Thursday, February 16, 2006

You can't escape meaning

Paragraphs on Conceptual Writing
Kenneth Goldsmith



"I will refer to the kind of writing in which I am involved as conceptual writing. In conceptual writing the idea or concept is the most important aspect of the work. When an author uses a conceptual form of writing, it means that all of the planning and decisions are made beforehand and the execution is a perfunctory affair. The idea becomes a machine that makes the text. This kind of writing is not theoretical or illustrative of theories; it is intuitive, it is involved with all types of mental processes and it is purposeless. It is usually free from the dependence on the skill of the writer as a craftsman. It is the objective of the author who is concerned with conceptual writing to make her work mentally interesting to the reader, and therefore usually she would want it to become emotionally dry. There is no reason to suppose, however, that the conceptual writer is out to bore the reader. It is only the expectation of an emotional kick, to which one conditioned to Romantic literature is accustomed, that would deter the reader from perceiving this writing.

Conceptual writing is not necessarily logical. The logic of a piece or series of pieces is a device that is used at times, only to be ruined. Logic may be used to camouflage the real intent of the writer, to lull the reader into the belief that she understands the work, or to infer a paradoxical situation (such as logic vs. illogic). Some ideas are logical in conception and illogical perceptually. The ideas need not be complex. Most ideas that are successful are ludicrously simple. Successful ideas generally have the appearance of simplicity because they seem inevitable. In terms of ideas the writer is free even to surprise herself. Ideas are discovered by intuition. No matter what form it may finally have it must begin with an idea. It is the process of conception and realization with which the writer is concerned. Once given physical reality by the writer the work is open to the perception of all, including the author. (I use the word perception to mean the apprehension of the sense data, the objective understanding of the idea, and simultaneously a subjective interpretation of both). The work of literature can be perceived only after it is completed."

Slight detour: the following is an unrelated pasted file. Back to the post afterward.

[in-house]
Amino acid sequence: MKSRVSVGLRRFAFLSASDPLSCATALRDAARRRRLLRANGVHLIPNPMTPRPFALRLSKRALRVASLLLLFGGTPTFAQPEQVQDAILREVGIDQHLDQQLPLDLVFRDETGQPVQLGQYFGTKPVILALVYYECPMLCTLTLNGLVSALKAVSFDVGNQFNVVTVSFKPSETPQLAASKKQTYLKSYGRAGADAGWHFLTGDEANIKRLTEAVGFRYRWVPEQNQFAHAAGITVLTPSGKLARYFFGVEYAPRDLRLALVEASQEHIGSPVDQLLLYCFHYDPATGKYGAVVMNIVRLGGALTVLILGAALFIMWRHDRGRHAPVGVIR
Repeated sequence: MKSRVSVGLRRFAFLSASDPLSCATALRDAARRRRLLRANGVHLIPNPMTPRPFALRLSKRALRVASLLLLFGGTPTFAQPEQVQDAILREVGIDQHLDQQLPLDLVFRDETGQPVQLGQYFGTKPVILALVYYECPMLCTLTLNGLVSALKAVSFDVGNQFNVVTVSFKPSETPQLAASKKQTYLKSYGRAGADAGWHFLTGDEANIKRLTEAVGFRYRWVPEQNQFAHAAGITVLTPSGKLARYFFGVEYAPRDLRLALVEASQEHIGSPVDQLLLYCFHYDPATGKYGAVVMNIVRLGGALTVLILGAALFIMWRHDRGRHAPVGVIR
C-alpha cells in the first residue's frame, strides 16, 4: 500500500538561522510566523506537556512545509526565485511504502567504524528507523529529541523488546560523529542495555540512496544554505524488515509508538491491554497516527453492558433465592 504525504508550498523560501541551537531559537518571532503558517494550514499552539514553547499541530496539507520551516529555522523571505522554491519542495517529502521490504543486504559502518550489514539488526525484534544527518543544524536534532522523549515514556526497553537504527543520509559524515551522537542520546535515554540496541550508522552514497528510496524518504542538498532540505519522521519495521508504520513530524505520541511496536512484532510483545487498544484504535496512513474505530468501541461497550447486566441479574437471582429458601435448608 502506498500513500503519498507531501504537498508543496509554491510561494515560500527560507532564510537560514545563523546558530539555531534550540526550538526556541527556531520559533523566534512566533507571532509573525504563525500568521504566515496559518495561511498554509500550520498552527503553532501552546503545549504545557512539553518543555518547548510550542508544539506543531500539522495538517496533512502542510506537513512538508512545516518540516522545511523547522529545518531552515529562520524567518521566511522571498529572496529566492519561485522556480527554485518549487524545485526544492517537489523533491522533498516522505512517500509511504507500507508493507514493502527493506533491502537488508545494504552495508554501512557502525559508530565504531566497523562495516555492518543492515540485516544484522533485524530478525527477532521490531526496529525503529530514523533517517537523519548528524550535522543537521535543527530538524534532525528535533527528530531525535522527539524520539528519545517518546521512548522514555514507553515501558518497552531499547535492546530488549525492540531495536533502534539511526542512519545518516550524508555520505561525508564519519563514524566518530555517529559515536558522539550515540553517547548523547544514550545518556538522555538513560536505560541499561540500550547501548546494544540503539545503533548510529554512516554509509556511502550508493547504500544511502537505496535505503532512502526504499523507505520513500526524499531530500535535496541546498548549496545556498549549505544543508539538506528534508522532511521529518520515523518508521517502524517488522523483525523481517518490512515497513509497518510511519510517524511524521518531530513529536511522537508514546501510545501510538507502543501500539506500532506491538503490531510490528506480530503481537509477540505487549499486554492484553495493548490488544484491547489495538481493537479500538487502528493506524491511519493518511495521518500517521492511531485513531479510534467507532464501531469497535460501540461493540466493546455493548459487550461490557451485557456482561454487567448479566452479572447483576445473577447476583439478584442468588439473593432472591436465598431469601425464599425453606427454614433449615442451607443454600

(...)

P. S. Depois de ler os textos de Kenneth Goldsmith o tédio que nasce da leitura de muitos outros textos deixa de ser culpa do leitor, passa a ser consequência da ingenuidade, imaturidade e incapacidade dos autores. Os textos e as experiências de Kenneth Goldsmith não inviabilizam a escrita de textos que procuram (ou perseguem) um sentido particular, controlado. O que acontece é que o grau de exigência em relação a outros textos - os que se escrevem procurando criar de maneira controlada o sentido - se torna muitíssimo mais elevado. As consequências e os ensinamentos de experiências como as de K. Goldsmith são incalculáveis, excitantes, surpreendentes. A questão do sentido na literatura exige novas reflexões e confirma-se a sua íntima dependência do conceito de "desfamiliarização" usado pelos formalistas russos. Por outro lado, tornam-se mais compreensíveis, depois do contacto com os textos de Goldsmith, as experiências e a prática de outras artes (da música, das artes visuais). Se não se pode escapar ao sentido, se ele surge e seduz mesmo em textos não premeditamente organizados em obediência a uma vontade que crê saber de antemão o que procura e aonde quer chegar, as intuições dos surrealistas e dos dadaístas foram apenas um estado ainda inocente e uma intuição ainda muito juvenil de potencialidades de que só agora se toma mais seriamente conscência.